1. Data warehousing and data mining. Data warehousing allows companies to combine all their data into huge databases for easy access, and data mining helps users make sense of the data by searching for patterns that can help solve organizational problems or take advantage of new opportunities. Data warehousing and data mining can be particularly useful for building customer relationships or entering new markets. Kimberly –Clark Corp. has expanded its customer base by using its data warehouse in the business-to-business sector to identify individuals that its distributors sell to and then targeting them with promotional mailings about Kimberly – Clark products. At Ernst & Young, each of the more than forty practice areas has a staff member who helps to codify employees’ explicit knowledge and store it in databases, which are linked through a network. An E&Y team preparing a bid to install an ERP system for large industrial manufacturers used the database to search out previously developed
    solutions. By reusing the material, the team saved Ernst & Young, as well as the client, more than a year of work.
  2. Knowledge mapping. Some companies are undertaking knowledge mapping projects that identify where knowledge is located in the organization and how to access it. Although there are varied approaches, the purpose of knowledge mapping is to guide people to knowledge resources within the company. Hughes Space & Communication is building a knowledge expressway using Lotus Notes, Videoconferencing, employees home pages, and numerous other technologies, the map is used to transfer new management practices, track licenses and patents, gather competitive intelligence, and so forth, for example, the engineering group might tap into a “ Lessons learned” database using hypertext links to directories, abstracts, and other documents, Hughes also hopes to use knowledge mapping to support tacit knowledge sharing by guiding people to pockets of expertise and fostering communication and storytelling.
  3. Electronic libraries, Electronic libraries, databases of specific types of information for specific uses, provide another way to store knowledge and make it available throughout the organization. Users may be able to “ check out” and reuse specific pieces of knowledge. For example, Sun Microsystems has crated a shared –code library, a central communication hub from which programmers can check out whole pieces of software code without having to recreate them every time. Sequent Computers Inc. has used an indexed library called Sequent Electronic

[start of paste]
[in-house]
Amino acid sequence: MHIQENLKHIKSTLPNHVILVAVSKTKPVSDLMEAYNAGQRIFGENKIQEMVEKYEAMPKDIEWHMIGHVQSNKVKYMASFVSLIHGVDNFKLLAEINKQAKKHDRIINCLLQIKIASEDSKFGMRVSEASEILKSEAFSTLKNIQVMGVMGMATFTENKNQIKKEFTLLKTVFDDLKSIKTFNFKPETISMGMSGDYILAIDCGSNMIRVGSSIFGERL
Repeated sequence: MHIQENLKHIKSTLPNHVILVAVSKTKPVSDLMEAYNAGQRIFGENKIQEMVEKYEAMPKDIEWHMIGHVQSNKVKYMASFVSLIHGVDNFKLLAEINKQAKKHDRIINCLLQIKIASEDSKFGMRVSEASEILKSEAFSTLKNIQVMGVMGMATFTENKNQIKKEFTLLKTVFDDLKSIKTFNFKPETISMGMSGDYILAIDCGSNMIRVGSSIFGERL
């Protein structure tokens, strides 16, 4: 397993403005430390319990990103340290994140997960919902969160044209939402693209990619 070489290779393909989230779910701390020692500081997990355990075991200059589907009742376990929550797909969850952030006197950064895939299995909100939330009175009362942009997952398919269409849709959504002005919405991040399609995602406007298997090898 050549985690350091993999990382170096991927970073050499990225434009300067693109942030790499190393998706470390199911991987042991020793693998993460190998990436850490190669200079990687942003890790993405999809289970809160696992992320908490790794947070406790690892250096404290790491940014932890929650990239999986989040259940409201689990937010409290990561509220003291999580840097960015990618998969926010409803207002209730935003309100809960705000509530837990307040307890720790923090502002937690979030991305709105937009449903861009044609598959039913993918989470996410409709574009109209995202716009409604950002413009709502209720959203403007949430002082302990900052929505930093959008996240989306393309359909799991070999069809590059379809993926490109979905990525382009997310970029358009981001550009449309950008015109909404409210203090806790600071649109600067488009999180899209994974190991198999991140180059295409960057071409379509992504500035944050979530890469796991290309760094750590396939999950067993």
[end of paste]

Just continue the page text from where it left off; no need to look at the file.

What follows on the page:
Corporate Library (SECL) since 1995 to hold sales presentations, technical papers, and so forth. In the United Kingdom, Anglian Water Services is developing an “encyclopedia of water” as part of its efforts to become a learning organization. The electronic encyclopedia contain knowledge about all aspects of water, such as treatment technologies or services management, that has previously been stored in separate books, documents, articles, and process descriptions.

Intranets and other networks are critical tools to give people throughout the organization access to explicit knowledge that is stored in databases, electronic libraries, and so forth. San Jose-based Cadence Design System Inc. uses an in house Web sit for new sales representative that provides a step –by – step guide though the sale process, product specifications, and profiles of customer and leads. The system has helped Cadence get sales reps out into the field two to four months faster, which saves the company millions of dollars. Some companies, including US West, Paradyne Co., and Metropolitans Life insurance, use intranets for gathering competitive intelligence, Salespeople, marketing staff, technicians, and others, in addition to competitive intelligence professionals, post information and views on technologies, customers, product, and industry development.


Although tacit knowledge management system also uses information technology, the emphasis is more on human interaction. For tacit knowledge management, effective mechanisms include dialogue, learning histories and storytelling, and communities of practice, also listed in ` 7.6 intranets and networks can also support the sharing of tacit knowledge, particularly in global organizations. For example, Xerox once tried to codify the knowledge of its service technicians and embed it in an expert decision system that was installed in the copiers. The idea was that technicians could be guided by the system and complete repairs more quickly, sometimes even off-site. However, the project failed because it did not take into account the tacit knowledge --- the nuances and details—that could not be codified. After an eighteen-month study by anthropologists, behavioral scientists, and engineers found that service techs shared their knowledge primarily by telling “war stories” Xerox developed a system called “Eureka” to link 25,000 field service representatives, Eureka, which enables technicians to electronically share war stories and tips for repairing copiers, has cut average repair time by 50 percent.